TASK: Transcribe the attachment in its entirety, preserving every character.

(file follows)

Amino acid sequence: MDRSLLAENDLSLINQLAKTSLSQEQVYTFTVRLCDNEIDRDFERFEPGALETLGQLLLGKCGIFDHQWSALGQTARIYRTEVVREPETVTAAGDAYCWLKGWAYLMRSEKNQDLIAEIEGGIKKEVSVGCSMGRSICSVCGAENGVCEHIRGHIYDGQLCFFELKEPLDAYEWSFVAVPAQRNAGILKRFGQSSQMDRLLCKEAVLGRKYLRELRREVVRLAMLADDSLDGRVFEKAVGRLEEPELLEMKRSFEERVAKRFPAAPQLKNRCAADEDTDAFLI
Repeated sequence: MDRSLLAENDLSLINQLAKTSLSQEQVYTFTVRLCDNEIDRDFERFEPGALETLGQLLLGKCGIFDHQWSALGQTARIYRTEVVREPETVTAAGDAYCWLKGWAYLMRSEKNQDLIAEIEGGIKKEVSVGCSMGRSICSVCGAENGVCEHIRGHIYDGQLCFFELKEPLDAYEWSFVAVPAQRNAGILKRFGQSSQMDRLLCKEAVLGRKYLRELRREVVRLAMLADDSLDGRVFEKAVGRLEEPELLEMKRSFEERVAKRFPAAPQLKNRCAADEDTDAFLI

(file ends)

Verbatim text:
Amino acid sequence: MDRSLLAENDLSLINQLAKTSLSQEQVYTFTVRLCDNEIDRDFERFEPGALETLGQLLLGKCGIFDHQWSALGQTARIYRTEVVREPETVTAAGDAYCWLKGWAYLMRSEKNQDLIAEIEGGIKKEVSVGCSMGRSICSVCGAENGVCEHIRGHIYDGQLCFFELKEPLDAYEWSFVAVPAQRNAGILKRFGQSSQMDRLLCKEAVLGRKYLRELRREVVRLAMLADDSLDGRVFEKAVGRLEEPELLEMKRSFEERVAKRFPAAPQLKNRCAADEDTDAFLI
Repeated sequence: MDRSLLAENDLSLINQLAKTSLSQEQVYTFTVRLCDNEIDRDFERFEPGALETLGQLLLGKCGIFDHQWSALGQTARIYRTEVVREPETVTAAGDAYCWLKGWAYLMRSEKNQDLIAEIEGGIKKEVSVGCSMGRSICSVCGAENGVCEHIRGHIYDGQLCFFELKEPLDAYEWSFVAVPAQRNAGILKRFGQSSQMDRLLCKEAVLGRKYLRELRREVVRLAMLADDSLDGRVFEKAVGRLEEPELLEMKRSFEERVAKRFPAAPQLKNRCAADEDTDAFLI